ANNANDALE-ON-HUDSON, N.Y. -- Those looking to experience one of Italian opera's hidden gems can do so without booking a flight. Bard College's SummerScape celebration will host a rare performance of Pietro Mascagni's Iris at the school's scenic Hudson Valley campus later this month.
A contemporary of Giacomo Puccini, who is the centerpiece of this year's summer festival, Mascagni was best known for his one-act opera Cavalleria rusticana which was written in 1889. By contrast, Iris, which was written in 1898, is rarely staged and has not been seen at the Metropolitan Opera for 85 years despite the show's initial success.
Mascagni’s dreamlike score provides the backdrop for Luigi Illica’s haunting libretto recounting the tragic story of Iris, an innocent young girl tricked into abandoning her elderly blind father and lured to a brothel in Tokyo’s notorious red-light district.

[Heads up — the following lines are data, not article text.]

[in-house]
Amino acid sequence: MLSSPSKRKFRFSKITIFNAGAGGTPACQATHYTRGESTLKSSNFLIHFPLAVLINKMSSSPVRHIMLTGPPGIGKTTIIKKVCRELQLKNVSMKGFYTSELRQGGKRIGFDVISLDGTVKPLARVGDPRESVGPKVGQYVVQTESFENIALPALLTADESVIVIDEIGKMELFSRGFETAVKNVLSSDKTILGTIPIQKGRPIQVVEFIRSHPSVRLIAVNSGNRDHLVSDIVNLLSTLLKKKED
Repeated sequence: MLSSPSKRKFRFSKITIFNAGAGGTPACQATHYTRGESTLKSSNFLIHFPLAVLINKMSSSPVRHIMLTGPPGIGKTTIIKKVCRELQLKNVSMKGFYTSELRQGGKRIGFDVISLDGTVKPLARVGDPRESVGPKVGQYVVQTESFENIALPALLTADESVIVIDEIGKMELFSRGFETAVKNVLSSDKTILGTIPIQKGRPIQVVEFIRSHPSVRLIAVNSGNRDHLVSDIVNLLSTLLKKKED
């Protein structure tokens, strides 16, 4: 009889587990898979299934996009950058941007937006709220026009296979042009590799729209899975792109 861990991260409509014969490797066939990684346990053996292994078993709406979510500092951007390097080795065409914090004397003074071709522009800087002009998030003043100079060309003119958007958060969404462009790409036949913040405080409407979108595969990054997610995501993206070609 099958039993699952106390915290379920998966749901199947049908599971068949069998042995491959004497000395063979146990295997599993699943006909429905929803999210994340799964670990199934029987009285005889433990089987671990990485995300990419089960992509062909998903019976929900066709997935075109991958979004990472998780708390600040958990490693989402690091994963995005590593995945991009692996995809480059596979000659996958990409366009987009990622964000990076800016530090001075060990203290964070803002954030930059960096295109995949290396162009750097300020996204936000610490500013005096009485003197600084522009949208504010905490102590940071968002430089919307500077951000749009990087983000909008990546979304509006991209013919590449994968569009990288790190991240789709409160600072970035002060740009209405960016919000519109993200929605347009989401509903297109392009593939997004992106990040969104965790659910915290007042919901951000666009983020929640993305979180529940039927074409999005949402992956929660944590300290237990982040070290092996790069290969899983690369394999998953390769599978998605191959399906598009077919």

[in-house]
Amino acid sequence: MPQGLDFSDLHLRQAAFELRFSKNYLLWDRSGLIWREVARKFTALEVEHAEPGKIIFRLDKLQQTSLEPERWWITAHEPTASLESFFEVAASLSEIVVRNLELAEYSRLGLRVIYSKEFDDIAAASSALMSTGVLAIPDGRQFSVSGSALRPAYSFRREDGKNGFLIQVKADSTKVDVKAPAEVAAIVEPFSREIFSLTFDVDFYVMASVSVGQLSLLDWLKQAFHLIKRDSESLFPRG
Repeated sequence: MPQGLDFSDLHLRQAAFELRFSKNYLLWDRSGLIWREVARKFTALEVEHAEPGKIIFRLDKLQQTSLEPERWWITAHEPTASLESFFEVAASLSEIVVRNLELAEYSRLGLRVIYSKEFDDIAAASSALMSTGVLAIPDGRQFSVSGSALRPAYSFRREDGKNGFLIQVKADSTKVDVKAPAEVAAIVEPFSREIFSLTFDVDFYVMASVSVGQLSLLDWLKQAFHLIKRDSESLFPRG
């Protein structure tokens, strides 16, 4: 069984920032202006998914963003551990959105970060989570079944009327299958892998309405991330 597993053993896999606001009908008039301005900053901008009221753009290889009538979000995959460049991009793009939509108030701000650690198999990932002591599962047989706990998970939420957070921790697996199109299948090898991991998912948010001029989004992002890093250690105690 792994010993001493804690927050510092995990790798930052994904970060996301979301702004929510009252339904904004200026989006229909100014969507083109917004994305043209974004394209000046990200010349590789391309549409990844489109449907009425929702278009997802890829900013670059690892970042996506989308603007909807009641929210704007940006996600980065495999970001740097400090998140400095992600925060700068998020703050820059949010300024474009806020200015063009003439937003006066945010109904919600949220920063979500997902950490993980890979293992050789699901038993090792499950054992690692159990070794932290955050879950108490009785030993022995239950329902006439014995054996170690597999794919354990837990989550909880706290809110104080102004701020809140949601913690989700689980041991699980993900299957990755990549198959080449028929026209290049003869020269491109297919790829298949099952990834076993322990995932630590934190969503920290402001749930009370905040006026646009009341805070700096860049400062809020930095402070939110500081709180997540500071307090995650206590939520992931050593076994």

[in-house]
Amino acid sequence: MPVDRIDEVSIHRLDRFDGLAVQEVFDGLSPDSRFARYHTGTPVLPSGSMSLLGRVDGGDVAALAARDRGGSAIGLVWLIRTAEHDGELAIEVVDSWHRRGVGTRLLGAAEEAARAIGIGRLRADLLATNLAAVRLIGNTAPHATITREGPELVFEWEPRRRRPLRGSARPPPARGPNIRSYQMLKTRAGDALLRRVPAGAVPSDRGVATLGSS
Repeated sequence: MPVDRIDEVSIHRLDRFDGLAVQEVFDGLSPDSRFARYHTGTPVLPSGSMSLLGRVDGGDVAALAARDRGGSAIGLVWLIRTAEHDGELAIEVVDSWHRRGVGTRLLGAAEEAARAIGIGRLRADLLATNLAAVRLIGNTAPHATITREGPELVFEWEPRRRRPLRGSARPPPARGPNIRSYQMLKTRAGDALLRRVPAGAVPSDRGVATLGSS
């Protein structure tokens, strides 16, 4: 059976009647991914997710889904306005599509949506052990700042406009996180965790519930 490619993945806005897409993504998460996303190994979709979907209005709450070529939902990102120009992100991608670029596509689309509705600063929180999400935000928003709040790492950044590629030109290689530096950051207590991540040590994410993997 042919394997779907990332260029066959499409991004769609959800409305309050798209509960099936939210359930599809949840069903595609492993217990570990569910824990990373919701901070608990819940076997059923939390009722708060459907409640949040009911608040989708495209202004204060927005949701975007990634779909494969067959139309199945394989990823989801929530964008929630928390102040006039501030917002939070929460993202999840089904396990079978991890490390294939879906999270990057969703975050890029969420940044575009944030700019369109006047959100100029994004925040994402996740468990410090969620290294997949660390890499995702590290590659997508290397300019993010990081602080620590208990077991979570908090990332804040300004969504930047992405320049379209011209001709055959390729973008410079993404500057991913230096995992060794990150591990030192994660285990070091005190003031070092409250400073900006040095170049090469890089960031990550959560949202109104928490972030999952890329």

The production has been called “bewitchingly lovely” and a long overdue 1997 revival at London’s Opera Holland Park proved so popular that it was immediately remounted the following year. Like Madama Butterfly, which it preceded by six years, Iris is a product of the “japonisme” movement then sweeping Europe.
Headlining Bard’s first-rate cast is Grammy-nominated soprano Talise Trevigne and several world renown singers.
Iris will be performed from July 22 to 31, and tickets can be purchased here.